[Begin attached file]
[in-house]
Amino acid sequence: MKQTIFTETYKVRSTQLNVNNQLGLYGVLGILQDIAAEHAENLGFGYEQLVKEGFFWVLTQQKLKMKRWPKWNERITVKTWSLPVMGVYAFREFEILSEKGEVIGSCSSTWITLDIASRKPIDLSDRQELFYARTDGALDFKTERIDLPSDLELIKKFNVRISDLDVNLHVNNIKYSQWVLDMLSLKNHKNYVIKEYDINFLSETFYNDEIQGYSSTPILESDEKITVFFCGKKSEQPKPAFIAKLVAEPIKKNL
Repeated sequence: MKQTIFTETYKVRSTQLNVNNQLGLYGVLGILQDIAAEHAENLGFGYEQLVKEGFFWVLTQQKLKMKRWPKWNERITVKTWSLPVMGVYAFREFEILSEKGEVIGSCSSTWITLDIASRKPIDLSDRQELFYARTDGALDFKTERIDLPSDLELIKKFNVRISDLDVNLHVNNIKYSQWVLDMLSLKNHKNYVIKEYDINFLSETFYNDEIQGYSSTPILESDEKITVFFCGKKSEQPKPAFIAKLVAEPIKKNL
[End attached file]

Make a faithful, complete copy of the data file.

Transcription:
[in-house]
Amino acid sequence: MKQTIFTETYKVRSTQLNVNNQLGLYGVLGILQDIAAEHAENLGFGYEQLVKEGFFWVLTQQKLKMKRWPKWNERITVKTWSLPVMGVYAFREFEILSEKGEVIGSCSSTWITLDIASRKPIDLSDRQELFYARTDGALDFKTERIDLPSDLELIKKFNVRISDLDVNLHVNNIKYSQWVLDMLSLKNHKNYVIKEYDINFLSETFYNDEIQGYSSTPILESDEKITVFFCGKKSEQPKPAFIAKLVAEPIKKNL
Repeated sequence: MKQTIFTETYKVRSTQLNVNNQLGLYGVLGILQDIAAEHAENLGFGYEQLVKEGFFWVLTQQKLKMKRWPKWNERITVKTWSLPVMGVYAFREFEILSEKGEVIGSCSSTWITLDIASRKPIDLSDRQELFYARTDGALDFKTERIDLPSDLELIKKFNVRISDLDVNLHVNNIKYSQWVLDMLSLKNHKNYVIKEYDINFLSETFYNDEIQGYSSTPILESDEKITVFFCGKKSEQPKPAFIAKLVAEPIKKNL